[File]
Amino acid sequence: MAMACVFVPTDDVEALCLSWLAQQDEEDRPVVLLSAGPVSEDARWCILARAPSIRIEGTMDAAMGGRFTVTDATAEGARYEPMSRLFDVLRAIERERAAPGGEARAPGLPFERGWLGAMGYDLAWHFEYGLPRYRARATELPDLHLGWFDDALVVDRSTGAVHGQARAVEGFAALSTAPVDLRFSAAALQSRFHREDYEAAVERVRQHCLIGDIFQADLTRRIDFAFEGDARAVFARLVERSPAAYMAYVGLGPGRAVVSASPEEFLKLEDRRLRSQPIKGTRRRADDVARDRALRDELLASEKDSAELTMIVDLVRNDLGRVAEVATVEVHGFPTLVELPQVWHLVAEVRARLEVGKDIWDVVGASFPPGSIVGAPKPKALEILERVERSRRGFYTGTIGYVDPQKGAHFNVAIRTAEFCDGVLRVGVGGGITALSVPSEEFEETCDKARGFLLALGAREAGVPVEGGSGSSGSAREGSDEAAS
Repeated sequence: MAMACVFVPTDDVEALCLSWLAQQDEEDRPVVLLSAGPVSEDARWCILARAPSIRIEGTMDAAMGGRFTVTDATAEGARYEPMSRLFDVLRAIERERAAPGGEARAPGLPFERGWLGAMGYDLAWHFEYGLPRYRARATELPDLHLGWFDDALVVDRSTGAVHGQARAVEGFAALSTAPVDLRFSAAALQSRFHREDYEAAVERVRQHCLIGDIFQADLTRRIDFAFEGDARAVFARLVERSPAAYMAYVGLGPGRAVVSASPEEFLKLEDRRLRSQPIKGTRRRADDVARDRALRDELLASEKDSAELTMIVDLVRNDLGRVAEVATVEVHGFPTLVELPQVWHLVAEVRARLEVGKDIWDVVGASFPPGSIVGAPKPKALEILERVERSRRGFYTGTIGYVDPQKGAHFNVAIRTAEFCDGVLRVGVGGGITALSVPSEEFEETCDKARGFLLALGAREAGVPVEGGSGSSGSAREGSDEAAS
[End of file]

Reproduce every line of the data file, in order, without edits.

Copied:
Amino acid sequence: MAMACVFVPTDDVEALCLSWLAQQDEEDRPVVLLSAGPVSEDARWCILARAPSIRIEGTMDAAMGGRFTVTDATAEGARYEPMSRLFDVLRAIERERAAPGGEARAPGLPFERGWLGAMGYDLAWHFEYGLPRYRARATELPDLHLGWFDDALVVDRSTGAVHGQARAVEGFAALSTAPVDLRFSAAALQSRFHREDYEAAVERVRQHCLIGDIFQADLTRRIDFAFEGDARAVFARLVERSPAAYMAYVGLGPGRAVVSASPEEFLKLEDRRLRSQPIKGTRRRADDVARDRALRDELLASEKDSAELTMIVDLVRNDLGRVAEVATVEVHGFPTLVELPQVWHLVAEVRARLEVGKDIWDVVGASFPPGSIVGAPKPKALEILERVERSRRGFYTGTIGYVDPQKGAHFNVAIRTAEFCDGVLRVGVGGGITALSVPSEEFEETCDKARGFLLALGAREAGVPVEGGSGSSGSAREGSDEAAS
Repeated sequence: MAMACVFVPTDDVEALCLSWLAQQDEEDRPVVLLSAGPVSEDARWCILARAPSIRIEGTMDAAMGGRFTVTDATAEGARYEPMSRLFDVLRAIERERAAPGGEARAPGLPFERGWLGAMGYDLAWHFEYGLPRYRARATELPDLHLGWFDDALVVDRSTGAVHGQARAVEGFAALSTAPVDLRFSAAALQSRFHREDYEAAVERVRQHCLIGDIFQADLTRRIDFAFEGDARAVFARLVERSPAAYMAYVGLGPGRAVVSASPEEFLKLEDRRLRSQPIKGTRRRADDVARDRALRDELLASEKDSAELTMIVDLVRNDLGRVAEVATVEVHGFPTLVELPQVWHLVAEVRARLEVGKDIWDVVGASFPPGSIVGAPKPKALEILERVERSRRGFYTGTIGYVDPQKGAHFNVAIRTAEFCDGVLRVGVGGGITALSVPSEEFEETCDKARGFLLALGAREAGVPVEGGSGSSGSAREGSDEAAS